The modern classroom is helping young thinkers and doers bring science and technology to life.
No matter their age, students hardly ever sit still. Capturing them in action requires a scientific approach of my own.
The need to compete on the world stage continues to fuel an ongoing overhaul of the American education system, particularly when it comes to STEM – science, technology, engineering and math. This has led to changes in the concept of the “open classroom” and it was just such a learning environment that Greg was asked to photograph on behalf of 1100 Architect, a New York based architecture firm that had just completed an addition of a hands-on “Tinker Lab” to Germantown Academy, a private school in the Philadelphia suburbs.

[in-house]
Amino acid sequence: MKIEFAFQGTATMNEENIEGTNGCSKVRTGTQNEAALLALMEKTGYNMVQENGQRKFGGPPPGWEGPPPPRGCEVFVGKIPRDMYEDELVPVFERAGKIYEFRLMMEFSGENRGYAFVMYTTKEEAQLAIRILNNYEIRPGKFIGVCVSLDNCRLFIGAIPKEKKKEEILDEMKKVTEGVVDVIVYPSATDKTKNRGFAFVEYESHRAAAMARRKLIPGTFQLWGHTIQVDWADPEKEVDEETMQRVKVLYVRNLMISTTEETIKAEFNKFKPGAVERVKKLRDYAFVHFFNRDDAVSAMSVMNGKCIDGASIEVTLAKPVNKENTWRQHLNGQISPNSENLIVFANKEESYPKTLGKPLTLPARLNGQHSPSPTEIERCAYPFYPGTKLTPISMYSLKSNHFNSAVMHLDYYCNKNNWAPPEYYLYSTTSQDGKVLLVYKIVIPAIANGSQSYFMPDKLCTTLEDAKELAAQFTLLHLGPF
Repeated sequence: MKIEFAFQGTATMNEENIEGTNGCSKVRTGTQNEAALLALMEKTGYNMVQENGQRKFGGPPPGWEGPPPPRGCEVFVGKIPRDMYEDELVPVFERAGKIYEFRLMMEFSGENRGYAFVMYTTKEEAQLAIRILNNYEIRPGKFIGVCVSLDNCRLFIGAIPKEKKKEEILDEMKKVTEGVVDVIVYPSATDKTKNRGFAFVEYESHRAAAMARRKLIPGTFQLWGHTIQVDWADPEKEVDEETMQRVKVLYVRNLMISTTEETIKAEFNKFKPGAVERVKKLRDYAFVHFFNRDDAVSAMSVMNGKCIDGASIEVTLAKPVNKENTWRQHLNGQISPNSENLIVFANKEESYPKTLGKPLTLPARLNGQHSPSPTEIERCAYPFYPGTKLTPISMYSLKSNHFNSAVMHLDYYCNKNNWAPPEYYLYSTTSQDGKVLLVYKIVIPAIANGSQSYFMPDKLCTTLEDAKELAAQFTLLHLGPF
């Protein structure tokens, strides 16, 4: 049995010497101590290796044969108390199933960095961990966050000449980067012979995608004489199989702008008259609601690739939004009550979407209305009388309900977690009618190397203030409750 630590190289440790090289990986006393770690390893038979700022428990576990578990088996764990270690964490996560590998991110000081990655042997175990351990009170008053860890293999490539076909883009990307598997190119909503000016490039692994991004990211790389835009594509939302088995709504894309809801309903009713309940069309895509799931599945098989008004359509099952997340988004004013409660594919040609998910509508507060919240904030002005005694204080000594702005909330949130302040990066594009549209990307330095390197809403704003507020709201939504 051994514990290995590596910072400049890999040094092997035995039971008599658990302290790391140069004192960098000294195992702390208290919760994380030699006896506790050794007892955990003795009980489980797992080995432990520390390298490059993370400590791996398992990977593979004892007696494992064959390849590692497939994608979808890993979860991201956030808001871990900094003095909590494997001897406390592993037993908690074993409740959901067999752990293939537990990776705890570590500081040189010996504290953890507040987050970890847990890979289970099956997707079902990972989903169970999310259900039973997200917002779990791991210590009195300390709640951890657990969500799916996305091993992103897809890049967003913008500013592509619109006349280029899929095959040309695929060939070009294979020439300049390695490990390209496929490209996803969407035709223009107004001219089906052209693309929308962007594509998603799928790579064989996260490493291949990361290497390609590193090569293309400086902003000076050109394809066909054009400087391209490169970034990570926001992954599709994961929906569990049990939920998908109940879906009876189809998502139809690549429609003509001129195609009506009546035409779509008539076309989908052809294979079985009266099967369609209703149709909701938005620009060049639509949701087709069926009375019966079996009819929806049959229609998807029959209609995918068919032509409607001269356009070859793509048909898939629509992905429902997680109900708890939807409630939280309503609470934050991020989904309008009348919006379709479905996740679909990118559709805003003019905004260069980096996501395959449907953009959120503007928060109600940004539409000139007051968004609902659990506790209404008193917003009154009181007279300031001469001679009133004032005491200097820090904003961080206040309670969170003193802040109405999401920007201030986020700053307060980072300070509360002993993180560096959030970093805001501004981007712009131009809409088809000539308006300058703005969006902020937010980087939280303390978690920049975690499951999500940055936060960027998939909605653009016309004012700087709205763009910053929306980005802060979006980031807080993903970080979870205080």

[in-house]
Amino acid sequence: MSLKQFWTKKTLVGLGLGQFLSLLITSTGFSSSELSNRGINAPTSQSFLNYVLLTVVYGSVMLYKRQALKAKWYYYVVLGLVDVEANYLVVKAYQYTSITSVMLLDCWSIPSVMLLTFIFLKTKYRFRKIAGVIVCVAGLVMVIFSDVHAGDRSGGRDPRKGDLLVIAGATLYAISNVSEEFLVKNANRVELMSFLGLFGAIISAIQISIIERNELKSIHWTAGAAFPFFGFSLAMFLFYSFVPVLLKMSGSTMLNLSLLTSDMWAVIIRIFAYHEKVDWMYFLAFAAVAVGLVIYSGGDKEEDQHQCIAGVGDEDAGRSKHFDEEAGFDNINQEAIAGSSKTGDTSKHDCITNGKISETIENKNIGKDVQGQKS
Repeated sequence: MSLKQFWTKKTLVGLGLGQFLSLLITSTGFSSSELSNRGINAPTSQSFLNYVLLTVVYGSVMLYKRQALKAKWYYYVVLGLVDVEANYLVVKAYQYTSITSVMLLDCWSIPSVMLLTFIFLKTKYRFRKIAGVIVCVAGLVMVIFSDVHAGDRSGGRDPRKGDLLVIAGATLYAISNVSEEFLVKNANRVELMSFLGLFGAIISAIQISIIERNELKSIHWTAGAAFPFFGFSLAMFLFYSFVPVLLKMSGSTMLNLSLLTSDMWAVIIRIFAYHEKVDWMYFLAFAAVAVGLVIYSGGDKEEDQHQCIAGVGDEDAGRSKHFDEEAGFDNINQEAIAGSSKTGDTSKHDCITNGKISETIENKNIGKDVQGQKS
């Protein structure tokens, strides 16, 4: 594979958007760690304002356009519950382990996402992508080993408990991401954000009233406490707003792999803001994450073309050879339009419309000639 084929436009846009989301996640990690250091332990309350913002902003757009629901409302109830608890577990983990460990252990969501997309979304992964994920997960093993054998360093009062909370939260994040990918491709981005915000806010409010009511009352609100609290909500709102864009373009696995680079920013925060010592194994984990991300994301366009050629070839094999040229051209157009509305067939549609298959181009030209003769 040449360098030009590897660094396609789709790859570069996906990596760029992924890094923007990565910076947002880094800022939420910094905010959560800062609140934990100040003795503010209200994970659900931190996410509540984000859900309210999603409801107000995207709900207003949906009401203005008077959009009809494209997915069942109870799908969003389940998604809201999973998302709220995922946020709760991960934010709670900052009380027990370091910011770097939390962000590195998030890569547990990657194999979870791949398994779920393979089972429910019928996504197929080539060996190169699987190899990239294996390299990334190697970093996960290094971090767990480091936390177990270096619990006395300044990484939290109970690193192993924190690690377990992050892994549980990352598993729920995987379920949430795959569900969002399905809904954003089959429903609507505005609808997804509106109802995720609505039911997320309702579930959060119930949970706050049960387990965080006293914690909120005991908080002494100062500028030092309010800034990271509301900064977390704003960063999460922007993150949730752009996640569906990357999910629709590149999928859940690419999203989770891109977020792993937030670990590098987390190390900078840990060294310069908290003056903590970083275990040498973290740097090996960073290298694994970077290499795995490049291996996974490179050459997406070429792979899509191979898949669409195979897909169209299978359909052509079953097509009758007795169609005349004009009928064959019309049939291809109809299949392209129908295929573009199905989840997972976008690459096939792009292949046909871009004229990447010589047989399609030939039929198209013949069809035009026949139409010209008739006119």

With school still in session and actual students engaged in their projects, this would present a challenge, but one not unfamiliar to Greg. Years of experience being “on the scene” to get just the right shot for his clients has taught him a rare commodity these days: patience.
Here it became a matter of waiting for and seizing on those decisive moments when students were interacting with each other and their creations.
As proficient with an iPad as generations of the past were with chalk on slate, maker spaces like this encourage young minds to think open-endedly – to explore not just “what,” but “what if?”
As these images show, the future looks brighter than ever.